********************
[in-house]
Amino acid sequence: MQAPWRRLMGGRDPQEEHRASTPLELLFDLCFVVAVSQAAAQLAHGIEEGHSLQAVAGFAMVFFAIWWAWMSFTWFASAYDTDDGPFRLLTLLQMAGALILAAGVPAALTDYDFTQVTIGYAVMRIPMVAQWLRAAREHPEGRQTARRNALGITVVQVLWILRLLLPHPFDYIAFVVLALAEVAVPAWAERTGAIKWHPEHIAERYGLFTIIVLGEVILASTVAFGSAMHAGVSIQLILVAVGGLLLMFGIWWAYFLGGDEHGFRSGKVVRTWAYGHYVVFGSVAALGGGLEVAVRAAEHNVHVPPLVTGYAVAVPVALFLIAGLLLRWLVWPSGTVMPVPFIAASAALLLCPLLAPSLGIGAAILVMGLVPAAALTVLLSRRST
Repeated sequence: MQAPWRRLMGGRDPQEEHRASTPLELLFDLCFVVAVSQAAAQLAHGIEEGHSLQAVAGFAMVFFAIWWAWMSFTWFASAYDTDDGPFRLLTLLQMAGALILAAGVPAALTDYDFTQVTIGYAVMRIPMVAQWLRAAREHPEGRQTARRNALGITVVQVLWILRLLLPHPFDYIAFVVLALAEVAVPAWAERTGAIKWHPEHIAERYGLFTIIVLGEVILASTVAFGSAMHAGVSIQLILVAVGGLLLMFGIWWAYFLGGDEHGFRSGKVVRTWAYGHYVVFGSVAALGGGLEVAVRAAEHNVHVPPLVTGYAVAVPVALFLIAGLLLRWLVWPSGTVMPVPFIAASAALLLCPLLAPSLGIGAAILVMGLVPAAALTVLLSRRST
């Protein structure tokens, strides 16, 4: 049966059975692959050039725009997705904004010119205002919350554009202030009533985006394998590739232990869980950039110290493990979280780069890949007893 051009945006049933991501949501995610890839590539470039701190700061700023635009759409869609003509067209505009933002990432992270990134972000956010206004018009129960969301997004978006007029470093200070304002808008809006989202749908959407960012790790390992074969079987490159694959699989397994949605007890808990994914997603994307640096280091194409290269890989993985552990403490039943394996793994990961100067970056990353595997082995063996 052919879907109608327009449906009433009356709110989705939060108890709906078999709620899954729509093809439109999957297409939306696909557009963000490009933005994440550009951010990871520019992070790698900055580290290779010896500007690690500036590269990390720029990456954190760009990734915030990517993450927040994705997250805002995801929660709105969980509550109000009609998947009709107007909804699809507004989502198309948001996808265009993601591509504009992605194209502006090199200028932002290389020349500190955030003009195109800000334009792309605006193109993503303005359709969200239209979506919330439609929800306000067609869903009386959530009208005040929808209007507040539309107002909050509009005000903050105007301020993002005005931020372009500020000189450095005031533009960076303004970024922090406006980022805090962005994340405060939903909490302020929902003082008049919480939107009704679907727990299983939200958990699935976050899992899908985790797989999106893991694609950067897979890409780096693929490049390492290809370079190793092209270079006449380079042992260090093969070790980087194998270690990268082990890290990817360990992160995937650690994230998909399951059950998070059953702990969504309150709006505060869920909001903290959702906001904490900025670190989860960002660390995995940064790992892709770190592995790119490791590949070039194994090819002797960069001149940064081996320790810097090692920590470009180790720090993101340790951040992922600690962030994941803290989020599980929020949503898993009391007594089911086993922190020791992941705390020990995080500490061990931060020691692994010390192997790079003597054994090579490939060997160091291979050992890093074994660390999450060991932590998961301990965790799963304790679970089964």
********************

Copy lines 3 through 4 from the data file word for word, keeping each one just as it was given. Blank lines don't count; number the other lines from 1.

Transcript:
Repeated sequence: MQAPWRRLMGGRDPQEEHRASTPLELLFDLCFVVAVSQAAAQLAHGIEEGHSLQAVAGFAMVFFAIWWAWMSFTWFASAYDTDDGPFRLLTLLQMAGALILAAGVPAALTDYDFTQVTIGYAVMRIPMVAQWLRAAREHPEGRQTARRNALGITVVQVLWILRLLLPHPFDYIAFVVLALAEVAVPAWAERTGAIKWHPEHIAERYGLFTIIVLGEVILASTVAFGSAMHAGVSIQLILVAVGGLLLMFGIWWAYFLGGDEHGFRSGKVVRTWAYGHYVVFGSVAALGGGLEVAVRAAEHNVHVPPLVTGYAVAVPVALFLIAGLLLRWLVWPSGTVMPVPFIAASAALLLCPLLAPSLGIGAAILVMGLVPAAALTVLLSRRST
């Protein structure tokens, strides 16, 4: 049966059975692959050039725009997705904004010119205002919350554009202030009533985006394998590739232990869980950039110290493990979280780069890949007893 051009945006049933991501949501995610890839590539470039701190700061700023635009759409869609003509067209505009933002990432992270990134972000956010206004018009129960969301997004978006007029470093200070304002808008809006989202749908959407960012790790390992074969079987490159694959699989397994949605007890808990994914997603994307640096280091194409290269890989993985552990403490039943394996793994990961100067970056990353595997082995063996 052919879907109608327009449906009433009356709110989705939060108890709906078999709620899954729509093809439109999957297409939306696909557009963000490009933005994440550009951010990871520019992070790698900055580290290779010896500007690690500036590269990390720029990456954190760009990734915030990517993450927040994705997250805002995801929660709105969980509550109000009609998947009709107007909804699809507004989502198309948001996808265009993601591509504009992605194209502006090199200028932002290389020349500190955030003009195109800000334009792309605006193109993503303005359709969200239209979506919330439609929800306000067609869903009386959530009208005040929808209007507040539309107002909050509009005000903050105007301020993002005005931020372009500020000189450095005031533009960076303004970024922090406006980022805090962005994340405060939903909490302020929902003082008049919480939107009704679907727990299983939200958990699935976050899992899908985790797989999106893991694609950067897979890409780096693929490049390492290809370079190793092209270079006449380079042992260090093969070790980087194998270690990268082990890290990817360990992160995937650690994230998909399951059950998070059953702990969504309150709006505060869920909001903290959702906001904490900025670190989860960002660390995995940064790992892709770190592995790119490791590949070039194994090819002797960069001149940064081996320790810097090692920590470009180790720090993101340790951040992922600690962030994941803290989020599980929020949503898993009391007594089911086993922190020791992941705390020990995080500490061990931060020691692994010390192997790079003597054994090579490939060997160091291979050992890093074994660390999450060991932590998961301990965790799963304790679970089964």